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#14
TheGuruStud
Mine is already almost filled...there was no waiting. I'm going to need to build another one or upgrade to 6TB drives.
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#15
Ubersonic
The lawsuit cites data aggregated by cloud solutions company Backblaze.
Erm, so the lawsuit has no actual evidence/data to support it then? lol.

Backblaze are a bargain basement data storage company, they build file servers out of consumer HDDs and pack them into densely populated homemade enclosures that starve them of air and run ridiculously hot, their data on failure rates is no more relevant to the consumer than McLarens failure rate of Honda engines in Formula one.

All their data shows is that Seagate's consumer drives are more likely to die if subjected to stupid levels of torture which are completely incomparable to consumer usage.
Posted on Reply
#16
Rowsol
TheGuruStud said:
Western Digital has owned Hitachi for almost as long as Crapgate has owned Samsung.


Seagate bought Samsung's HDD division in 2011. That's why they went to shit, too. You could still get rebadged Samsung hardware for a while, but Crapgate didn't continue production.

Samsung had very solid and cheap drives (remember those sweet 1 and 2TB models before prices were artificially jacked up b/c of the flood). I bet Sammy regretted the sale b/c drives doubled in price overnight LOL.

I have a real Samsung 1TB and it's a beast (5 yrs old).
Thanks for the info. I have the 500gb model shown here: http://www.tomshardware.com/reviews/2tb-hdd-7200,2430-2.html

I assume this is the real deal and not a SG rebrand. I notice they state that it uses very little power and runs cool. Open Hardware Monitor agrees with this. It's at 31c with a crappy case with no intake fan.

I'm actually gonna get a 2tb drive in 2 days because I'm tired of deleting stuff from this 500gb drive. I'm going with Hitachi if able, or maybe Toshiba since I can't really find anything on them. I figure they can't be worse than WD.

Ubersonic said:
Erm, so the lawsuit has no actual evidence/data to support it then? lol.

Backblaze are a bargain basement data storage company, they build file servers out of consumer HDDs and pack them into densely populated homemade enclosures that starve them of air and run ridiculously hot, their data on failure rates is no more relevant to the consumer than McLarens failure rate of Honda engines in Formula one.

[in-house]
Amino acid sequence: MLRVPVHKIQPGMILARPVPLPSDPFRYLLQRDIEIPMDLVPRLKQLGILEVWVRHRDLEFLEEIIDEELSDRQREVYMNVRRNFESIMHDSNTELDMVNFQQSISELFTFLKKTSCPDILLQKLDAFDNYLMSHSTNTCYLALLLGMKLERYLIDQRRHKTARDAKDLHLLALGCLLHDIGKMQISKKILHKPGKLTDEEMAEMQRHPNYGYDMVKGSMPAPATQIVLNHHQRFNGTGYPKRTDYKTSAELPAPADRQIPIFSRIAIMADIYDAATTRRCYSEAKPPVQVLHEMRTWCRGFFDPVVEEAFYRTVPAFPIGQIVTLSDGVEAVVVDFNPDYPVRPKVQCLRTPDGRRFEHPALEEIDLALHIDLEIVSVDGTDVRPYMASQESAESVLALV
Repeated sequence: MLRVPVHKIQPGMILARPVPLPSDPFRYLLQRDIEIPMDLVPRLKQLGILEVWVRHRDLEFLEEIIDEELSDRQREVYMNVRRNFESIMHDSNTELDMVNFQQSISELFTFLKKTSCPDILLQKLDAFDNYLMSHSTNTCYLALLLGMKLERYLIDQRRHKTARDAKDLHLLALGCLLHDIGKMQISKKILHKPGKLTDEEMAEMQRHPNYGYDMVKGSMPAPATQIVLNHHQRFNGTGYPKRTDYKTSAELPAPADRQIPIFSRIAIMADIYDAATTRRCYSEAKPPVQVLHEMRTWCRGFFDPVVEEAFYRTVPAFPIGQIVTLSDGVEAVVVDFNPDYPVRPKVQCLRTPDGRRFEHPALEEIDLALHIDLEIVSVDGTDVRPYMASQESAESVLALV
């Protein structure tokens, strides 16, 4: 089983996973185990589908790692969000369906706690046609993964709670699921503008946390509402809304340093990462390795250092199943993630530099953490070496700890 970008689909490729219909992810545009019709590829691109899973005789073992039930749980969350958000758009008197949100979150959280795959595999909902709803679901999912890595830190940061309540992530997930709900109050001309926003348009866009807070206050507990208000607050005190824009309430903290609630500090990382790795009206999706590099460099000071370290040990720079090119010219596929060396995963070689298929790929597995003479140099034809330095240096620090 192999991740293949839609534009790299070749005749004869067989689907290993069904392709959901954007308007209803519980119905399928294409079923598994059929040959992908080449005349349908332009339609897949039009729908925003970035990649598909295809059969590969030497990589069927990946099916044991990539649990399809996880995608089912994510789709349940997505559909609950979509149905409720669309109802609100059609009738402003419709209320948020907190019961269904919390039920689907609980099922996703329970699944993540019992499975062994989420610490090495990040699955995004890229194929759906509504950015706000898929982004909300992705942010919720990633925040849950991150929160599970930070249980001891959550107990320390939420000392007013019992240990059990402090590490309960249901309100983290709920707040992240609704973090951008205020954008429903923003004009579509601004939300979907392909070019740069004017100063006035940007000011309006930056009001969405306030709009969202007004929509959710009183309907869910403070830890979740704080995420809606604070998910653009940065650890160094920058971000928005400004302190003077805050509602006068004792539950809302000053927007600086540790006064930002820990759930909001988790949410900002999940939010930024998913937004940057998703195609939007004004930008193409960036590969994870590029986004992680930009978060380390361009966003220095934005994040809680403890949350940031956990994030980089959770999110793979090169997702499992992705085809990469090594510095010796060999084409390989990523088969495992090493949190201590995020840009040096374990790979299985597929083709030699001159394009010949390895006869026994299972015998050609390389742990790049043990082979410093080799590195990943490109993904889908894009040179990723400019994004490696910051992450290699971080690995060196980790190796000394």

All their data shows is that Seagate's consumer drives are more likely to die if subjected to stupid levels of torture which are completely incomparable to consumer usage.
There's still thousands of drives tested in the same conditions and the numbers don't lie. (at least, not to my knowledge, unless they are trying to make SG look bad)
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#17
Jack1n
I actually found WD to be most reliable, followed by Hitachi and with Seagate being the absolutely worst.
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#18
Ubersonic
Rowsol said:
There's still thousands of drives tested in the same conditions and the numbers don't lie. (at least, not to my knowledge, unless they are trying to make SG look bad)
It's not really that simple, the numbers don't lie but the context does. To use a hypothetical example, imagine two watches, one can survive being submerged in water to 50 feet, the other can survive being submerged in water to 50,000 feet, that means if they are used by divers then the will be a big disparity in the failure rate, however if they are used normally by the general public then nobody will see a real difference.

That's effectively the situation here, all the drives are consumer level drives yet they are being subjected to a ridiculous amount of abuse, far beyond what any enterprise drive would normally be subjected to. The extra failure rate of the Seagate drives is irrelevant because it's not a situation any of the drives will ever encounter, it's an artificial situation created by Backblazes greed.
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#19
Rowsol
Ubersonic said:
It's not really that simple, the numbers don't lie but the context does. To use a hypothetical example, imagine two watches, one can survive being submerged in water to 50 feet, the other can survive being submerged in water to 50,000 feet, that means if they are used by divers then the will be a big disparity in the failure rate, however if they are used normally by the general public then nobody will see a real difference.